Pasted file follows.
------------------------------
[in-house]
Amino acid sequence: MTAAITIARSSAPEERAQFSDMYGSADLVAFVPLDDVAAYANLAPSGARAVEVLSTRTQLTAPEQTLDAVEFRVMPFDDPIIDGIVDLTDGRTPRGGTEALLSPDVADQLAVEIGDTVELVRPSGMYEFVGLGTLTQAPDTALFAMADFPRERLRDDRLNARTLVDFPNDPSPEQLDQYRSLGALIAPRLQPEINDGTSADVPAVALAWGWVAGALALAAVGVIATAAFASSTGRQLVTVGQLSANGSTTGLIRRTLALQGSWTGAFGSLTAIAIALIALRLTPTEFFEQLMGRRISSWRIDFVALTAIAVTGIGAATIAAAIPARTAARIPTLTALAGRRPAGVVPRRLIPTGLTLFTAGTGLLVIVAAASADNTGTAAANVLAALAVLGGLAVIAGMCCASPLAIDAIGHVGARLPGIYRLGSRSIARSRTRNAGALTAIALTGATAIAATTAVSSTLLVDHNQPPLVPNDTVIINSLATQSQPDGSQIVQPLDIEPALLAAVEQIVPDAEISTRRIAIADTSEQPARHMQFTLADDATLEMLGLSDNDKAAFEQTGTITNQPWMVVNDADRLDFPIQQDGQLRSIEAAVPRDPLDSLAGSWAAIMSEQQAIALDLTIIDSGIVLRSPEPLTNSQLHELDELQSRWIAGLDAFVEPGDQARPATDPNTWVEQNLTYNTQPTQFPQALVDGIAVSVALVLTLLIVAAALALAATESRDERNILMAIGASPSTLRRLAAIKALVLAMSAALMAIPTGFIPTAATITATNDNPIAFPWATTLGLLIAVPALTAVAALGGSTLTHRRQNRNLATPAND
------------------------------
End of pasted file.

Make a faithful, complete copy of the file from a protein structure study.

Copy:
[in-house]
Amino acid sequence: MTAAITIARSSAPEERAQFSDMYGSADLVAFVPLDDVAAYANLAPSGARAVEVLSTRTQLTAPEQTLDAVEFRVMPFDDPIIDGIVDLTDGRTPRGGTEALLSPDVADQLAVEIGDTVELVRPSGMYEFVGLGTLTQAPDTALFAMADFPRERLRDDRLNARTLVDFPNDPSPEQLDQYRSLGALIAPRLQPEINDGTSADVPAVALAWGWVAGALALAAVGVIATAAFASSTGRQLVTVGQLSANGSTTGLIRRTLALQGSWTGAFGSLTAIAIALIALRLTPTEFFEQLMGRRISSWRIDFVALTAIAVTGIGAATIAAAIPARTAARIPTLTALAGRRPAGVVPRRLIPTGLTLFTAGTGLLVIVAAASADNTGTAAANVLAALAVLGGLAVIAGMCCASPLAIDAIGHVGARLPGIYRLGSRSIARSRTRNAGALTAIALTGATAIAATTAVSSTLLVDHNQPPLVPNDTVIINSLATQSQPDGSQIVQPLDIEPALLAAVEQIVPDAEISTRRIAIADTSEQPARHMQFTLADDATLEMLGLSDNDKAAFEQTGTITNQPWMVVNDADRLDFPIQQDGQLRSIEAAVPRDPLDSLAGSWAAIMSEQQAIALDLTIIDSGIVLRSPEPLTNSQLHELDELQSRWIAGLDAFVEPGDQARPATDPNTWVEQNLTYNTQPTQFPQALVDGIAVSVALVLTLLIVAAALALAATESRDERNILMAIGASPSTLRRLAAIKALVLAMSAALMAIPTGFIPTAATITATNDNPIAFPWATTLGLLIAVPALTAVAALGGSTLTHRRQNRNLATPAND